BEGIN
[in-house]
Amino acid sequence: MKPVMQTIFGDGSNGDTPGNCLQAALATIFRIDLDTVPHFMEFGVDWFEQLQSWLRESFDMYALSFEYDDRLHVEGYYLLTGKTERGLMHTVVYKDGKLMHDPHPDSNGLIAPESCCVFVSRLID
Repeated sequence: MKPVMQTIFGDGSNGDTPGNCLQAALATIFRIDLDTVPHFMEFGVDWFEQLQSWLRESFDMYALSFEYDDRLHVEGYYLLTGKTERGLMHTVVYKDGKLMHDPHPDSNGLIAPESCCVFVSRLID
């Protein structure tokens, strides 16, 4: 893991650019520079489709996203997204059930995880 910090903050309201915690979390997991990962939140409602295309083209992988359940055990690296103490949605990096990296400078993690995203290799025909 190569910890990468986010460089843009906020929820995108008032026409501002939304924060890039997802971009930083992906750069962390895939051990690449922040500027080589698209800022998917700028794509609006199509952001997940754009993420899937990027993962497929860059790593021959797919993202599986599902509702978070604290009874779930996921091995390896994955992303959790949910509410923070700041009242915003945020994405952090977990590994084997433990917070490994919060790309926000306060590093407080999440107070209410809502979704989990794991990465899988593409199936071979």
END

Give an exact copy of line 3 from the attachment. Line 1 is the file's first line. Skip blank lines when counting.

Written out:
Repeated sequence: MKPVMQTIFGDGSNGDTPGNCLQAALATIFRIDLDTVPHFMEFGVDWFEQLQSWLRESFDMYALSFEYDDRLHVEGYYLLTGKTERGLMHTVVYKDGKLMHDPHPDSNGLIAPESCCVFVSRLID